Guest Columnist Erin Axelrod Prepares a Backyard Feast from the Sun.

Hold the Fossil Fuels, Please

Photo Credit: Sun Oven

If you are reading this from the traditional lands of the Coast Miwok and Pomo (so-called Sonoma County), chances are high that the sun is SHINING. Since we live in a region ranked by NASA and CDC as in the top 10% of sunniest counties in the so-called U.S. (aka Turtle Island), it’s a great place to cook with the sun.

Solar cooking is a convenient cooking method that I and my partner have used for more than two years to prepare daily meals—and it’s so effective that we’re skipping the conventional oven when we move into our off-grid home this fall. Since experiencing all the joys of solar cooking, I’ve often wondered how I managed before learning about this novel emissions-reducing and disaster-preparedness strategy.

My day job is as a worker-owner of a social-justice-oriented economic cooperative. Worker-owned companies (like Oliver’s Markets) are part of the solution to create what author/botanist Robin Wall Kimmerer calls “an economy of abundance.” Contrast this to what our business-as-usual economy often tricks us into feeling—a profound sense of lack and scarcity. Solar cooking is a great example of the abundance economy, where each sunny day provides free energy to process and cook food, building community in the process.

With solar cooking, I have access to the world’s best rice cooker, sun-roasted local root veggies, local meats cooked in the tenderest of ways, effortless slow-simmered stews and fossil-fuel free bone broths, home-baked breads (there even exist solar-oven bakeries), easiest-to-peel hard-cooked eggs, sun-baked fruit crisps, solar scones, solar-dehydrated backpacking foods—and so much more!

Yes, I confess the first thing I do when I wake up, once the fog breaks, is ponder: What can I cook in my solar cooker today?

Photo Credit: Erin Axelrod

Why Do It?

1 Health (get outside, away from gadgets, and eliminate exposure to natural gas cook-stove)

2 Ecological (zero fuel costs/consumption)

3 Easy (minimal fancy appliances to maintain/screw up/replace/move)

4 Community building (a great way to meet the neighbors)

5 Fun/creative (so many possibilities)

6 Fire resilience/disaster preparedness (a quick and portable cook-stove in case of evacuation, and freedom from power shut-offs)

7 Tune into nature (many small opportunities throughout the day to get up and reorient the solar cooker as the sun moves in an arc across the sky)


Note: To make this recipe vegetarian/vegan, just eliminate the chicken and double the veggies

  • A 2-5 lbs. humanely-raised hormone-free local chicken (try Thistle Meats in Petaluma)
  • 1-2 lbs. assorted root vegetables (dry-farmed potatoes, carrots, parsnips, rutabaga, etc.)
  • Assorted herbs (rosemary, thyme, whatever is in your garden)
  • 1 locally-gleaned lemon (if available on your block, Meyers are superb!)
  • Side salad for serving (ideally with greens/edible weeds and edible flowers from your garden)


  • Sun Oven or other box-style solar cooker with temperature gauge (someone in your neighborhood may well have one of these collecting dust in their garage)
  • Cast iron dutch oven or other dark black cooking pan (a must-have, as they absorb the heat better)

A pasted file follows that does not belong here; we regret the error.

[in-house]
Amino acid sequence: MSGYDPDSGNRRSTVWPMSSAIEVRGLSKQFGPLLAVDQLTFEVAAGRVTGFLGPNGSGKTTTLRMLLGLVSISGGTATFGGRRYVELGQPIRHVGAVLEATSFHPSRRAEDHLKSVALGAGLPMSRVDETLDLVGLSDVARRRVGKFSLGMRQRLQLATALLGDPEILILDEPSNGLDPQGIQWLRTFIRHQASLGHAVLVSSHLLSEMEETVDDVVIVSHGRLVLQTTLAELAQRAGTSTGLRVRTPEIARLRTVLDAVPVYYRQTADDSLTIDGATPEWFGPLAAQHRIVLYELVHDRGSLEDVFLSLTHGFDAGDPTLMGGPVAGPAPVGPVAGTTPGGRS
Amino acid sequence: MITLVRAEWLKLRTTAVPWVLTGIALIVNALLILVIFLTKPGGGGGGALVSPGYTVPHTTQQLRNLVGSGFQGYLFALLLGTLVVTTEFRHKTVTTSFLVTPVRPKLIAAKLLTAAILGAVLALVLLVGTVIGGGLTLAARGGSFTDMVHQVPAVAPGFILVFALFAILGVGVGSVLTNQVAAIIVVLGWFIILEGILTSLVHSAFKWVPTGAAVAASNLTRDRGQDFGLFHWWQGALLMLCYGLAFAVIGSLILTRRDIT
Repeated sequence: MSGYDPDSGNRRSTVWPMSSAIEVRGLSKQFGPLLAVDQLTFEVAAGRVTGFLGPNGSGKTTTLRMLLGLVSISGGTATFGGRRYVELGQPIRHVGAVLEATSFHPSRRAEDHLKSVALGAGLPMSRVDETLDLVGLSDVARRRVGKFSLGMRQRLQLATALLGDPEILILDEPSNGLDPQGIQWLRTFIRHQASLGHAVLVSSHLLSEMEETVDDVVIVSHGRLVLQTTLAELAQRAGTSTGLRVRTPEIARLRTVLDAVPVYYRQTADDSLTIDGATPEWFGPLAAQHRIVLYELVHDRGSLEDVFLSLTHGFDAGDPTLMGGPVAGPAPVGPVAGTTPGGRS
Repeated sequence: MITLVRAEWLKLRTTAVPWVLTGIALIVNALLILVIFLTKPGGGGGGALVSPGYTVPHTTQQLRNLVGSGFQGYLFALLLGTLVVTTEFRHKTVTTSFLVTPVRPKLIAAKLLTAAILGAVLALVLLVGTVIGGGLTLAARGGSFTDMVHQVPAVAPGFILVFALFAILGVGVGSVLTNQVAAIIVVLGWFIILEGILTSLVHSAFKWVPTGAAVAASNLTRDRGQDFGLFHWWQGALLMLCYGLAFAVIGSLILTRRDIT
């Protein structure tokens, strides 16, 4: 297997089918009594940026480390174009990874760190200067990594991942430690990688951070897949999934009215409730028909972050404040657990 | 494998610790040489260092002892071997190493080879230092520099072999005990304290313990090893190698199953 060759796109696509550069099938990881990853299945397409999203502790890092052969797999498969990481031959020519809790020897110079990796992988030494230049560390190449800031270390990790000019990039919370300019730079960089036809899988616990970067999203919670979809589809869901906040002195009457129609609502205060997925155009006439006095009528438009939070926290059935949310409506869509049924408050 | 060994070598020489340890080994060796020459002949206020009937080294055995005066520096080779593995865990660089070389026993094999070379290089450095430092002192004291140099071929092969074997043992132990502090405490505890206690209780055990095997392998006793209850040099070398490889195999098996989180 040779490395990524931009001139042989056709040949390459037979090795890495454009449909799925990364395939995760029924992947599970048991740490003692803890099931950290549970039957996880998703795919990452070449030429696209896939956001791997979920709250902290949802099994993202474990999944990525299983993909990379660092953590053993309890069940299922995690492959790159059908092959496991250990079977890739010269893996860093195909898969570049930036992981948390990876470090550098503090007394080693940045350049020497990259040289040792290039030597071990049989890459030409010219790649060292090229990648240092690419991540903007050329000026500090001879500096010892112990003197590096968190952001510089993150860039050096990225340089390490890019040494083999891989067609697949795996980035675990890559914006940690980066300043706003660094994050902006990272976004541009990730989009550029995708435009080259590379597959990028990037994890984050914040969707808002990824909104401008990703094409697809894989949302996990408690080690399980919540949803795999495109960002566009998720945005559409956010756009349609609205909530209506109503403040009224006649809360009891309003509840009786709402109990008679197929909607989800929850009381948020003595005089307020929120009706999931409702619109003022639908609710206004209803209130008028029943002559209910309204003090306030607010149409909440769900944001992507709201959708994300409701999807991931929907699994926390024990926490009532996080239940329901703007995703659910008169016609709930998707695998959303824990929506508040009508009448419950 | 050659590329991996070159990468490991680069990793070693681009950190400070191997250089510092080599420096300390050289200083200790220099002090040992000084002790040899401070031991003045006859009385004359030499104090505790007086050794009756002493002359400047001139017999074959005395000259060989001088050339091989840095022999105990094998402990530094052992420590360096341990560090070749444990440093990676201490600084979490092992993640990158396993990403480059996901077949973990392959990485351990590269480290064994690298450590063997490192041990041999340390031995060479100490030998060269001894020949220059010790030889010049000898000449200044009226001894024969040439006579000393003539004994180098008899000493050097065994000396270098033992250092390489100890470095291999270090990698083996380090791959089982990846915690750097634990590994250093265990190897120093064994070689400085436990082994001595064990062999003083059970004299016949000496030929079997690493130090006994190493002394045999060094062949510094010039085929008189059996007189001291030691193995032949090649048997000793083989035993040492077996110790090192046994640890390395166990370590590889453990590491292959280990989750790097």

• Meat thermometer

Photo Credit: Unsplash


Note: this recipe must be started in the morning

  • Bring solar cooker outside and orient to the sun (your shadow should be straight-on, not slanted, or the sun should be directly behind you)
  • Place cleaned chicken in cast iron pan and stick a lemon in its middle cavity
  • Rough chop vegetables and herbs and place around the chicken
  • Drizzle with your favorite oil and sprinkle a bit of salt and pepper
  • Place pan uncovered inside the box solar cooker, which will give it a golden brown crisp; within an hour the temperature should be up to roughly 275-300 degrees Fahrenheit


  • Check the cooker orientation every 20-30 minutes (or whenever you remember) and make sure it’s tracking the sun for optimal heat entry
  • After 3-4 hours, check for 180 degrees on the meat thermometer, and it should be done (I’ve cooked a chicken faster midday around summer solstice)
  • If you’re roasting veggies only, follow the same process, except cook for just 1-2 hours or until roots are soft and golden brown
  • Enjoy with gratitude for the food, the land and the sun as you eat your feast, preferably in the garden just a few steps away from where it was cooked

Bio: Erin Axelrod is a partner and worker-owner at LIFT Economy ( where she accelerates ecological and justice-centered businesses. She does this through client work, a nine-month online learning journey she co-developed called the Next Economy MBA, and a regenerative agriculture investor network. She also co-founded the Force for Good Fund, a $1.1M pilot fund that invested in 13 women and POC-led social enterprises. Erin spent the beginning of her career working at Daily Acts nonprofit, teaching about the joys of greywater and rainwater systems and transforming lawns into food. When not working, she loves to plant trees, raise backyard chickens, milk goats, harvest wild foods like mushrooms, greens, elderberries, and bay nuts and of course, cook with the sun. She can be reached at or


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